Implications of a US Carbon Tax on Agricultural Markets and GHG Emissions from Land-use Change Elobeid, Amani Dumortier, Jerome Elobeid, Amani
dc.contributor.department Center for Agricultural and Rural Development 2020-04-17T17:57:22.000 2020-06-29T23:01:58Z 2020-06-29T23:01:58Z 2020-04-17 2020-01-01
dc.description.abstract <p>Rising concerns about climate change have led to the introduction of carbon policies around the globe. In January 2019, the Energy Innovation and Carbon Dividend (EICD) Act of 2019 was introduced to the House of Representatives.1 The act proposes a carbon tax of $15/ton of carbon dioxide equivalent (t-1 CO2-e) starting in calendar year 2019, and covers entities such as refineries, coal mines, and natural gas producers. Adjusted for inflation, the tax increases $10 each year and is subject to adjustments given the under- or over-achievement of annual emission reduction targets. The tax ceases if greenhouse gas (GHG) emissions are at or below 10% of the 2016 GHG emissions.</p>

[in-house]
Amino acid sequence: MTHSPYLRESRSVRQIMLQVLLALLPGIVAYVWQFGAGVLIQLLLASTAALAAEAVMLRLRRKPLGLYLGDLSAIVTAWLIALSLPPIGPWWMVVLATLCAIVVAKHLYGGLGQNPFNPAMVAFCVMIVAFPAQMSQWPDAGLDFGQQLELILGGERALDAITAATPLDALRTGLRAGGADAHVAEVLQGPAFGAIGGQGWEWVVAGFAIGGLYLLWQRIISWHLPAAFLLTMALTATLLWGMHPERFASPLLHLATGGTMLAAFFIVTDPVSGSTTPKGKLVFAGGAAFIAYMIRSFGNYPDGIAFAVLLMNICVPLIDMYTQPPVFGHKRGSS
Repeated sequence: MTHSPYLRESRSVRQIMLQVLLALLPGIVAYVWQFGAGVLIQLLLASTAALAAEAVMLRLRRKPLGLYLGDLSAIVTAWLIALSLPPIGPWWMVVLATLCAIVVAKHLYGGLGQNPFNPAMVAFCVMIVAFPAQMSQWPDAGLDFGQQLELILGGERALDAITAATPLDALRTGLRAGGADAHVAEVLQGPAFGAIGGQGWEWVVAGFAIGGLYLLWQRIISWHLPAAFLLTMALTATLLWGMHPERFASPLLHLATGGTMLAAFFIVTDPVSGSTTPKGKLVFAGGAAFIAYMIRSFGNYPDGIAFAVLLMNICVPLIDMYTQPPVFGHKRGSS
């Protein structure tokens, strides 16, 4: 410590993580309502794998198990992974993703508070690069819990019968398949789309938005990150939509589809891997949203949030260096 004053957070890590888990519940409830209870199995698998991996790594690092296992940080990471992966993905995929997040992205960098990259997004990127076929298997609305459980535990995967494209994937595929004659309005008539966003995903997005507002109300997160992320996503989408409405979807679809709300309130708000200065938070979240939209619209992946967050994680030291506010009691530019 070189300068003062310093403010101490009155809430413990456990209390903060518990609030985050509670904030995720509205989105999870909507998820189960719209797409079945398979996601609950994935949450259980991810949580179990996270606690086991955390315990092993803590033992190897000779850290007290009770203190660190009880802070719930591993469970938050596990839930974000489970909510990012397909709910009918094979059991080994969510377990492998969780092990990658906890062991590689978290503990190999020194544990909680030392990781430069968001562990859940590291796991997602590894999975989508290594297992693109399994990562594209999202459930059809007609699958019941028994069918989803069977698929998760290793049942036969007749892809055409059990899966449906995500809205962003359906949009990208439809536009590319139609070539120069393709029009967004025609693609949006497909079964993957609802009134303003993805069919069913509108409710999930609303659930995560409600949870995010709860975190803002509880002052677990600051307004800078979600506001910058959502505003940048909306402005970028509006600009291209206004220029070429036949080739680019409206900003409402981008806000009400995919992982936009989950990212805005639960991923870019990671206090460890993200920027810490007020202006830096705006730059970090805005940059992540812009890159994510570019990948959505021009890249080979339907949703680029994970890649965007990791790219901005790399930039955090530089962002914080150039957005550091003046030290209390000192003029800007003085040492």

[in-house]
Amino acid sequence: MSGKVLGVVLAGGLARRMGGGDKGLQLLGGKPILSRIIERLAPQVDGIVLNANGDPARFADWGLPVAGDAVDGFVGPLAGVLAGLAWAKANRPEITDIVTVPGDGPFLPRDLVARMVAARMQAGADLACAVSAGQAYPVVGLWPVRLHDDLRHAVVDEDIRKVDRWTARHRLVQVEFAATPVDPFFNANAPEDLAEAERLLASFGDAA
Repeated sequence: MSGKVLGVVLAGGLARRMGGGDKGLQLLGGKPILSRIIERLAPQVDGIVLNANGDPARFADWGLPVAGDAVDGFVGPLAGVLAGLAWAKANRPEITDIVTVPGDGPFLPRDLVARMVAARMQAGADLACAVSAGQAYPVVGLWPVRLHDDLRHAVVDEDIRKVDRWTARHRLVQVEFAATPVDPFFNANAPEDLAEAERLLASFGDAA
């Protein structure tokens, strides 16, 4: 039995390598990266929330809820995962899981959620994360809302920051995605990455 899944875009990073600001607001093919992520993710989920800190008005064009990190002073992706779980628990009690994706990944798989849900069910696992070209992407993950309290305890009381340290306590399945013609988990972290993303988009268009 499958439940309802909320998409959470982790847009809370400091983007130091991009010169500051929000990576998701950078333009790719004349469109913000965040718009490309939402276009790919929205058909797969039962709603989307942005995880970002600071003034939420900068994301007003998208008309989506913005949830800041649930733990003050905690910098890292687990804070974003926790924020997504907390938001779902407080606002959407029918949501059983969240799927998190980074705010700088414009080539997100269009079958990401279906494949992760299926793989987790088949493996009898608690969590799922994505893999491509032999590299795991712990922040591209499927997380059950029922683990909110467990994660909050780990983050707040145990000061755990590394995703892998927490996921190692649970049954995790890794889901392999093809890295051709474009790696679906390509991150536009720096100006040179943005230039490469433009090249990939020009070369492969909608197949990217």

dc.identifier archive/
dc.identifier.articleid 1099
dc.identifier.contextkey 17416996
dc.identifier.s3bucket isulib-bepress-aws-west
dc.identifier.submissionpath agpolicyreview/vol2020/iss1/4
dc.source.bitstream archive/|||Sat Jan 15 00:05:01 UTC 2022
dc.subject.disciplines Agricultural and Resource Economics
dc.subject.disciplines Agricultural Economics
dc.subject.disciplines Economics
dc.title Implications of a US Carbon Tax on Agricultural Markets and GHG Emissions from Land-use Change
dc.type article
dc.type.genre article
dspace.entity.type Publication
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